Brian Doherty argues that neoliberalism and (neo)conservatism aren’t nearly as dead as they ought to be.
Neoliberals by that name may be dead; neoliberalism reigns. Conservatism (especially minus libertarianism) may be out of ideas, but still commands enormous armies of dedicated voters—more than any other self-identified ideology.
To put it another way, the Soviet Union (to say nothing of Cuba and Red China) hung around long beyond Communism’s expiration date. The inertia of institutional power is nigh overwhelming in the short run.
I am encouraged for the future by the largley non-ideological bent of some of the brighter young people I know. There doesn’t seem to be much appetite among them for grand projects to reconstruct society or the world. On the other hand, I sometimes detect among them a hint of indifferentism and a certain naivete about the hardened political doctrines that still rule the day — I know one or two promising, post-ideological young conservatives or libertarians who seem to think that everybody likes them because, hey, what’s not to like? The answer to that is: just wait until you’re in a position where your words or actions matter to the establishment. You’ll find out very quickly why libertarians and paleoconservatives are so fractious and sometimes bitter. The establishment can tolerate plenty of dissent when it doesn’t matter; as soon as it does, the knives come out.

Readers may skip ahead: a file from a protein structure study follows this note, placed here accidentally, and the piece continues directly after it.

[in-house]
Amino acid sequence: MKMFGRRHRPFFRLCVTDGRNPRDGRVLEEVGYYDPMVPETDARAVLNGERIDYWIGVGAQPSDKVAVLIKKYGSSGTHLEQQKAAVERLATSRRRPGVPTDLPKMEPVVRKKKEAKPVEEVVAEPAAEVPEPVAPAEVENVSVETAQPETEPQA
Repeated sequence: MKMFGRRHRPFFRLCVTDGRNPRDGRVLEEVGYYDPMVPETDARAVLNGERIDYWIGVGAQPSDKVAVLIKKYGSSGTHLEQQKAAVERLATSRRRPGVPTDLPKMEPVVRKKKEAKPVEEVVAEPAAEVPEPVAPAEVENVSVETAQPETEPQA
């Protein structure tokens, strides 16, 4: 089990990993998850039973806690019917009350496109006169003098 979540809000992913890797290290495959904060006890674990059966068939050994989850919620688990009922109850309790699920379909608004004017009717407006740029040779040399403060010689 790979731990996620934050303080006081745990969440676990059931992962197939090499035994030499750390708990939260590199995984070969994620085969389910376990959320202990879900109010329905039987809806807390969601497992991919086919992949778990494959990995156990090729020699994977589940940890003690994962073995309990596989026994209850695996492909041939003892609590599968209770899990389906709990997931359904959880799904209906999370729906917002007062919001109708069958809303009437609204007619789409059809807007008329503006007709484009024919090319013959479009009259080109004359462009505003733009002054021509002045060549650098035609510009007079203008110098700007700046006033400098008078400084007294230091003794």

On a tangential note, the situation in universities seems to be gradually improving as well, not just with the continuing decline of political correctness (any is still too much, but this isn’t the late ’80s / early ’90s: speech codes, for example, are fewer and fewer) but more importantly with the regeneration of several worthy fields of scholarship. Classics is booming at several universities: when I was a graduate student at Washington University in St. Louis at the beginning of this decade, there seemed to be about three times as much interest in classics among undergrads as there had been just a couple of years earlier, when I was an undergrad myself. I’ve heard of similar upswings at other campuses. In economics, not only has Keynesianism fallen to a low ebb, but Austrian and at any rate “post-neoclassical” scholarship appears to be flourishing, even if Samuelsonian neoclassical economics still rules the day. Whether these developments are just blips or a real turnaround, time will tell; but I’m cautiously optimistic.